The MBPhD programme combines clinical training in medicine and research training in biomedicine, and produces clinically qualified academics for the future. It usually lasts nine years (adding three years to the six year MBBS) and students graduate with an MBBS which includes an integrated PhD. Clinical tuition is combined during the PhD.
Modes and duration
The standard 3-year PhD is integrated between MBBS Year 4 and MBBS Year 5.
Tuition fees (2020/21)
Note on fees: The tuition fees shown are for the year indicated above. Fees for subsequent years may increase or otherwise vary. Further information on fee status, fee increases and the fee schedule can be viewed on the UCL Students website. The PhD component of the MBPhD (stipend and fees) is usually funded via a charitable scholarship/bursary/grant/studentship. Details may vary depending on funding body.
The programme is only available to students who are currently undertaking a primary medical qualification (MBBS, MBChB or equivalent) at a UK medical school.
At the point of entry, successful applicants will have:
- completed at least the first two years of a full five years' primary medical qualification
- achieved an upper-second or first-class honours degree (or iBSc)
English language requirements
If your education has not been conducted in the English language, you will be expected to demonstrate evidence of an adequate level of English proficiency.
The English language level for this programme is: Advanced
Further information can be found on our English language requirements page.
Country-specific information, including details of when UCL representatives are visiting your part of the world, can be obtained from the International Students website.
International applicants can find out the equivalent qualification for their country by selecting from the list below.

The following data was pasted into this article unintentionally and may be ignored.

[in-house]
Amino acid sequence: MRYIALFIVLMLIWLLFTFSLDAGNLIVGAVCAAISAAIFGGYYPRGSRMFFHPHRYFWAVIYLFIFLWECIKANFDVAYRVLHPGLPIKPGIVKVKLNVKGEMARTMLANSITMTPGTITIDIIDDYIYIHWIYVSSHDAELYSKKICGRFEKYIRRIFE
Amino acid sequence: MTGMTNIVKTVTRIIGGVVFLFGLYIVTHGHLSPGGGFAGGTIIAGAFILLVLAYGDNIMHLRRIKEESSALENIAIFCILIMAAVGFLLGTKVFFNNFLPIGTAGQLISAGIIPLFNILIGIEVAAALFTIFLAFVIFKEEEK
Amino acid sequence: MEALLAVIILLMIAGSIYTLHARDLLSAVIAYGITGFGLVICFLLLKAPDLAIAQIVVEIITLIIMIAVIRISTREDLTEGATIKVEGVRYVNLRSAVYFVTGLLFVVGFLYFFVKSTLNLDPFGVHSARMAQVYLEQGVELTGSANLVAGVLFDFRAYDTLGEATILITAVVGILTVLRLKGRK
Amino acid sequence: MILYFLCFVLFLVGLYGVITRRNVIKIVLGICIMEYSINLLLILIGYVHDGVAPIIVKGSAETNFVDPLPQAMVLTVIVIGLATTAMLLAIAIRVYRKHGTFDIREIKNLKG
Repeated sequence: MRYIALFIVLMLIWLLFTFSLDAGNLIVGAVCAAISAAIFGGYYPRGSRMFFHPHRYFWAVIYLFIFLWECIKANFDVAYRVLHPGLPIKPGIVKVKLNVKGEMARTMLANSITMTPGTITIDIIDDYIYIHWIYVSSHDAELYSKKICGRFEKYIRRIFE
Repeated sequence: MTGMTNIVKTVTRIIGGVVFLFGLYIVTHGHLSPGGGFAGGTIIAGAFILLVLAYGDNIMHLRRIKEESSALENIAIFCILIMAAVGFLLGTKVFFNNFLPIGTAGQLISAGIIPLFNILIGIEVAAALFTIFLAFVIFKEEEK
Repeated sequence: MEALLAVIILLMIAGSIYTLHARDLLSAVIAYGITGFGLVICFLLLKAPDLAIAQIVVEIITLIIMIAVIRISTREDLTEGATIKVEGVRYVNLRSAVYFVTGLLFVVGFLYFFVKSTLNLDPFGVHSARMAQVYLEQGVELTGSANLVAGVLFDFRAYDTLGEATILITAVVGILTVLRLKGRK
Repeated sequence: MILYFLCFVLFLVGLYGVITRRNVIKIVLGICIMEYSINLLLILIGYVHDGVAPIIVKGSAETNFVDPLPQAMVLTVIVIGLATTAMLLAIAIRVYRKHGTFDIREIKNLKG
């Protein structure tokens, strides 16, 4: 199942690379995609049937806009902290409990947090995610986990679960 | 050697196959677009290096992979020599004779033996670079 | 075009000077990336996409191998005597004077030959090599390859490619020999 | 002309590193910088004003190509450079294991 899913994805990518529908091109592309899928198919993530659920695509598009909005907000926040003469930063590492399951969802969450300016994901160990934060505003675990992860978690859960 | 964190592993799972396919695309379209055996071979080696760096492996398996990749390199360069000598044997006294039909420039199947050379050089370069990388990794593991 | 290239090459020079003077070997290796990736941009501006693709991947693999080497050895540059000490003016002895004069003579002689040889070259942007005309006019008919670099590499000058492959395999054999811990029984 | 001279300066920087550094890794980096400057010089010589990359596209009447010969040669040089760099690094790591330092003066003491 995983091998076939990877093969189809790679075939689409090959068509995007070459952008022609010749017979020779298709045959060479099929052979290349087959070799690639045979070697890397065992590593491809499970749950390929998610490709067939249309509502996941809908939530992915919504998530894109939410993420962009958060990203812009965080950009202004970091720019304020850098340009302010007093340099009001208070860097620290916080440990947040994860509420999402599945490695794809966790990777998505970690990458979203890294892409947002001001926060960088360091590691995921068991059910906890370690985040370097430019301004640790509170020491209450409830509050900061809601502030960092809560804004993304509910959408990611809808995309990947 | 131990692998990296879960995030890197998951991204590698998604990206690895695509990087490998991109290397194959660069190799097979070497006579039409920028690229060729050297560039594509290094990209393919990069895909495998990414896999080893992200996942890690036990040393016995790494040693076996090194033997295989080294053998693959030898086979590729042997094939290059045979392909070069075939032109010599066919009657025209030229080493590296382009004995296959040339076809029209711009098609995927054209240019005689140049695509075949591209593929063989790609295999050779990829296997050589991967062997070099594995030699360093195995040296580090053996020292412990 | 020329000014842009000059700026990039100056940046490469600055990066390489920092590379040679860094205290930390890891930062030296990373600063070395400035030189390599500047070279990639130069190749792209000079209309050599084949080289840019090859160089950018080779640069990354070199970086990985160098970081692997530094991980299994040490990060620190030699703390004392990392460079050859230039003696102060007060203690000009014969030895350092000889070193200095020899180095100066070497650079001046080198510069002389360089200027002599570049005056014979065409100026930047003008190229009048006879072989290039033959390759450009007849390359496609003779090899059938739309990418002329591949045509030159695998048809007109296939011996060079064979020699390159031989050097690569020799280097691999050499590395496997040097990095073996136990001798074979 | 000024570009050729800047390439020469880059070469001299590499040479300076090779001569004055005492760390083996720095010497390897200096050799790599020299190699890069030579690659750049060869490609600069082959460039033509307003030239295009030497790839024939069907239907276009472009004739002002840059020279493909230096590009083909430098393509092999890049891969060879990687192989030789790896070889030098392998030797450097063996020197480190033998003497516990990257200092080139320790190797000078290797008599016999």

Select your country:
The Division of Medicine is multidisciplinary and combines excellent facilities with world-leading scientific and clinical expertise. A fundamental aim of the Division of Medicine is to train and inspire the next generation of leading scientists and clinicians. Students benefit from a training environment that fosters collaboration across the interface of basic science with clinical medicine and its practice within our associated hospitals, as well as the pharmaceutical and healthcare industries. Together these provide an excellent educational experience and unrivalled opportunities for networking, career development and eventual employment across the biomedical and healthcare sectors.
A huge array of research opportunities are on offer within the Division of Medicine. Applications to conduct research outside the Division of Medicine may be accommodated with prior approval. The training is largely multidisciplinary with exposure to many types of research methods. Former students have undertaken PhDs in areas such as cancer, immunology, public health, haematology, neuroscience, rheumatology, surgery, molecular biology and infection. Students can enjoy basic science and clinical investigation opportunities.
About this degree
For students who are offered a place on the MBPhD programme, the PhD stage is funded by a series of studentships from various sources, many of which are charitable and may specify an area of interest for a research project. Typically, studentships include an annual stipend of approximately £17,500 and UCL home-level fees. A contribution to laboratory costs may also form part of the studentship. Please see the Funding bodies page on the department website.
For a comprehensive list of the funding opportunities available at UCL, including funding relevant to your nationality, please visit the Scholarships and Funding website.